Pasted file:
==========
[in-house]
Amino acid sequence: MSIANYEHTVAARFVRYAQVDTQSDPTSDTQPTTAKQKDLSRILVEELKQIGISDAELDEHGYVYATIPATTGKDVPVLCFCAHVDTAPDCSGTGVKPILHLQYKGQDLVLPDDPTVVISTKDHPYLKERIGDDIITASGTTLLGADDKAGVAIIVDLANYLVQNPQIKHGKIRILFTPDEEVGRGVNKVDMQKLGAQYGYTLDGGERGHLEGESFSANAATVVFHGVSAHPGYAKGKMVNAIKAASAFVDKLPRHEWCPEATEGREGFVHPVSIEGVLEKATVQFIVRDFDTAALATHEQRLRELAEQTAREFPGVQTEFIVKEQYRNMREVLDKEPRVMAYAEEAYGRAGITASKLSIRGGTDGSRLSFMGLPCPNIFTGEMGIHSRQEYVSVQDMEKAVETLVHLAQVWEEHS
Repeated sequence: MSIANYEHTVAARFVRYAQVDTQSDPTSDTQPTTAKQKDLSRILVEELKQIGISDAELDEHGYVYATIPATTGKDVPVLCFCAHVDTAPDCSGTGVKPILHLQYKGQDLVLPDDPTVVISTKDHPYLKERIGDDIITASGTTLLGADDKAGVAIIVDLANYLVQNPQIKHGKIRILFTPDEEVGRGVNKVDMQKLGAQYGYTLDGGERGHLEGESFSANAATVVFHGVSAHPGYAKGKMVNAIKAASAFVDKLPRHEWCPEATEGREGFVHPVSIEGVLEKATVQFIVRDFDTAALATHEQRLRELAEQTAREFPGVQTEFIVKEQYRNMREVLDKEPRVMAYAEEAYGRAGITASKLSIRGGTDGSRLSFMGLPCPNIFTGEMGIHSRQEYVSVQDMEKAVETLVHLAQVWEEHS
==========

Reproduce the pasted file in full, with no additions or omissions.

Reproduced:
[in-house]
Amino acid sequence: MSIANYEHTVAARFVRYAQVDTQSDPTSDTQPTTAKQKDLSRILVEELKQIGISDAELDEHGYVYATIPATTGKDVPVLCFCAHVDTAPDCSGTGVKPILHLQYKGQDLVLPDDPTVVISTKDHPYLKERIGDDIITASGTTLLGADDKAGVAIIVDLANYLVQNPQIKHGKIRILFTPDEEVGRGVNKVDMQKLGAQYGYTLDGGERGHLEGESFSANAATVVFHGVSAHPGYAKGKMVNAIKAASAFVDKLPRHEWCPEATEGREGFVHPVSIEGVLEKATVQFIVRDFDTAALATHEQRLRELAEQTAREFPGVQTEFIVKEQYRNMREVLDKEPRVMAYAEEAYGRAGITASKLSIRGGTDGSRLSFMGLPCPNIFTGEMGIHSRQEYVSVQDMEKAVETLVHLAQVWEEHS
Repeated sequence: MSIANYEHTVAARFVRYAQVDTQSDPTSDTQPTTAKQKDLSRILVEELKQIGISDAELDEHGYVYATIPATTGKDVPVLCFCAHVDTAPDCSGTGVKPILHLQYKGQDLVLPDDPTVVISTKDHPYLKERIGDDIITASGTTLLGADDKAGVAIIVDLANYLVQNPQIKHGKIRILFTPDEEVGRGVNKVDMQKLGAQYGYTLDGGERGHLEGESFSANAATVVFHGVSAHPGYAKGKMVNAIKAASAFVDKLPRHEWCPEATEGREGFVHPVSIEGVLEKATVQFIVRDFDTAALATHEQRLRELAEQTAREFPGVQTEFIVKEQYRNMREVLDKEPRVMAYAEEAYGRAGITASKLSIRGGTDGSRLSFMGLPCPNIFTGEMGIHSRQEYVSVQDMEKAVETLVHLAQVWEEHS